Ordinarily, a Dungeness crab caught in a net wouldn’t mean much more than dinner time. The crustaceans are a mainstay of seafood lovers.
But a crab that was caught by fishers in a catch off of Sooke was spared due to his unique features.
Typically Dungeness crabs are grey-brown with tinges of purple and white-tipped claws.
According to the Shaw Centre for the Salish Sea in Sidney, the crab appears to be leucistic, a term for a partial lack of pigment.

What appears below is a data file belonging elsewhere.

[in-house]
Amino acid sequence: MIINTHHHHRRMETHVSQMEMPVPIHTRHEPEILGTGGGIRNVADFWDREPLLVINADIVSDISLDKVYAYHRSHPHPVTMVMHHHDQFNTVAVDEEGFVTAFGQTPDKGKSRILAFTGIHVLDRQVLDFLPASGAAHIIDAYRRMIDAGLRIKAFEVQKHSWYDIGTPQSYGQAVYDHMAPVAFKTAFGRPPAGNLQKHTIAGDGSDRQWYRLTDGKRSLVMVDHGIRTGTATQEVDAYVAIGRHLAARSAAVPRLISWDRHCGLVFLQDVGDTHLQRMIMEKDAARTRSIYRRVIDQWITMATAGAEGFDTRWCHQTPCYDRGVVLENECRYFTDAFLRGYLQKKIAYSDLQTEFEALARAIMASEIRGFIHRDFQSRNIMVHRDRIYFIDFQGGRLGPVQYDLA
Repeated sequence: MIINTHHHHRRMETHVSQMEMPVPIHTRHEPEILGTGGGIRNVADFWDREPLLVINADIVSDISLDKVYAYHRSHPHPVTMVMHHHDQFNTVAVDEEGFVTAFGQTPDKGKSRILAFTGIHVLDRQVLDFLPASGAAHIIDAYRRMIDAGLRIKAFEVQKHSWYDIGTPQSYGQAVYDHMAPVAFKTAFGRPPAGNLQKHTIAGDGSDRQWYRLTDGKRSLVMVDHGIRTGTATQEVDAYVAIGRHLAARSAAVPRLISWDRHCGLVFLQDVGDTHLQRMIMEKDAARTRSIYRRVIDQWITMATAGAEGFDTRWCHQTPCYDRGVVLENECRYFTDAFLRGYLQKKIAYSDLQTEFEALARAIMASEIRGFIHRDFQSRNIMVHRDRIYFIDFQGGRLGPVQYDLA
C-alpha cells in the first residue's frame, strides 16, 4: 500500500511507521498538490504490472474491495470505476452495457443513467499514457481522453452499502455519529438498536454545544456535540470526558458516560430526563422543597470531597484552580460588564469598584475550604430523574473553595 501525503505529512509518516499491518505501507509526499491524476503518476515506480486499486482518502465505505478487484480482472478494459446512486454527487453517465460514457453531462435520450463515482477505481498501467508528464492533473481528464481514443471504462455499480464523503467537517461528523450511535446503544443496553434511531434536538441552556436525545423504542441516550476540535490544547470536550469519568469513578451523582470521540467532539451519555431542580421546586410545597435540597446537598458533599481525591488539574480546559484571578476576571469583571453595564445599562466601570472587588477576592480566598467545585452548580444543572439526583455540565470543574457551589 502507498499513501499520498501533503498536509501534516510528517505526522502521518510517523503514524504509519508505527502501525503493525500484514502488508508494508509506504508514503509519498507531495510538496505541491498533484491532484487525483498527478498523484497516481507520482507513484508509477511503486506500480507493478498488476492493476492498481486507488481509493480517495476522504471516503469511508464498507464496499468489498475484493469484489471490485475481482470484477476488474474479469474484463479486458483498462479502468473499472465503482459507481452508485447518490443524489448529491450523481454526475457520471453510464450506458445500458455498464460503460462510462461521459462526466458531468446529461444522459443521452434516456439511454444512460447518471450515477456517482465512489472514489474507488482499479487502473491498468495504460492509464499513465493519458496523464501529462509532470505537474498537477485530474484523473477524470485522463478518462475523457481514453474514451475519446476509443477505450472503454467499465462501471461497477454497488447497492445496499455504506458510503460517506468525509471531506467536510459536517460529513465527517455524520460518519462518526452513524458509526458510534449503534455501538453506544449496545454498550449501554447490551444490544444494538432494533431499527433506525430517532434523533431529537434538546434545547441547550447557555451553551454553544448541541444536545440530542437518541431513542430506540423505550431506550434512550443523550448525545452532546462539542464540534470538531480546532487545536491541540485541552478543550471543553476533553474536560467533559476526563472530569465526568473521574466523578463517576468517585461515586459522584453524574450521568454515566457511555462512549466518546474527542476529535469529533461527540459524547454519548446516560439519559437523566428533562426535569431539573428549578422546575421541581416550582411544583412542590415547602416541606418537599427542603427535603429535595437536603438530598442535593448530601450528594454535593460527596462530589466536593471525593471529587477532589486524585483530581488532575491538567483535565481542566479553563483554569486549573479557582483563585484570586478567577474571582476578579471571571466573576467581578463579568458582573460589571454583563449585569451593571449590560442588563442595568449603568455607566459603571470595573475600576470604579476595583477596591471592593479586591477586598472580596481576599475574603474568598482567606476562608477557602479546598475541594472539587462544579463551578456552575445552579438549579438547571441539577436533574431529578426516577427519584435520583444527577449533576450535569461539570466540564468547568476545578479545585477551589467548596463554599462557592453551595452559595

This gives the crab a pale, cream-coloured look, with completely white legs and claws. It is similar to an albino, which has a complete lack of pigment.
The fishers donated this full-size, rare crab to the Centre, and it is now currently on display in the Pacific Salmon exhibit.
The critter may be crabby in his new home, but it beats being the main course on a west coast platter.